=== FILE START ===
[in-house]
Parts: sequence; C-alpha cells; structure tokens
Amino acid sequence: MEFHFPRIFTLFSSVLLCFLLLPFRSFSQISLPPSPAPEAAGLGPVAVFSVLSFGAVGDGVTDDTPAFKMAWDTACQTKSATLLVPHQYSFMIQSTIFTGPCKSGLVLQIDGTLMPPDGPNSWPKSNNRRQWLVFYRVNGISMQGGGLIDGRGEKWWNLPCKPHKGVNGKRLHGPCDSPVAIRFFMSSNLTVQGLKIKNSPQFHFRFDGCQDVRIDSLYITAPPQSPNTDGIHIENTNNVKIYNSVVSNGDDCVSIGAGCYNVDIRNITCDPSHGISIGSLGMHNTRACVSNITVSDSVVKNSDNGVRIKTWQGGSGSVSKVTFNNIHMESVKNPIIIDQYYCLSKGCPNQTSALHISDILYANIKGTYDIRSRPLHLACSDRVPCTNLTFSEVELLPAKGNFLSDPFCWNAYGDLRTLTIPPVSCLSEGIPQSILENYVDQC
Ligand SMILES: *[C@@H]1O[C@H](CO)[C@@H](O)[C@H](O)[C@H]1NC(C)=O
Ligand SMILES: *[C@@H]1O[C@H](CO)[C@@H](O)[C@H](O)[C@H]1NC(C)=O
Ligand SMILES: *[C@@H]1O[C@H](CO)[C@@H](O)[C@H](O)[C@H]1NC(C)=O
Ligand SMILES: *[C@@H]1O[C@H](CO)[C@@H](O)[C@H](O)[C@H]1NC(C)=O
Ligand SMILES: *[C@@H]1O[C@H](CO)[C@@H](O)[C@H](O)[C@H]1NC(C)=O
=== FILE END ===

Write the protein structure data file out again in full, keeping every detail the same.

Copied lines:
[in-house]
Parts: sequence; C-alpha cells; structure tokens
Amino acid sequence: MEFHFPRIFTLFSSVLLCFLLLPFRSFSQISLPPSPAPEAAGLGPVAVFSVLSFGAVGDGVTDDTPAFKMAWDTACQTKSATLLVPHQYSFMIQSTIFTGPCKSGLVLQIDGTLMPPDGPNSWPKSNNRRQWLVFYRVNGISMQGGGLIDGRGEKWWNLPCKPHKGVNGKRLHGPCDSPVAIRFFMSSNLTVQGLKIKNSPQFHFRFDGCQDVRIDSLYITAPPQSPNTDGIHIENTNNVKIYNSVVSNGDDCVSIGAGCYNVDIRNITCDPSHGISIGSLGMHNTRACVSNITVSDSVVKNSDNGVRIKTWQGGSGSVSKVTFNNIHMESVKNPIIIDQYYCLSKGCPNQTSALHISDILYANIKGTYDIRSRPLHLACSDRVPCTNLTFSEVELLPAKGNFLSDPFCWNAYGDLRTLTIPPVSCLSEGIPQSILENYVDQC
Ligand SMILES: *[C@@H]1O[C@H](CO)[C@@H](O)[C@H](O)[C@H]1NC(C)=O
Ligand SMILES: *[C@@H]1O[C@H](CO)[C@@H](O)[C@H](O)[C@H]1NC(C)=O
Ligand SMILES: *[C@@H]1O[C@H](CO)[C@@H](O)[C@H](O)[C@H]1NC(C)=O
Ligand SMILES: *[C@@H]1O[C@H](CO)[C@@H](O)[C@H](O)[C@H]1NC(C)=O
Ligand SMILES: *[C@@H]1O[C@H](CO)[C@@H](O)[C@H](O)[C@H]1NC(C)=O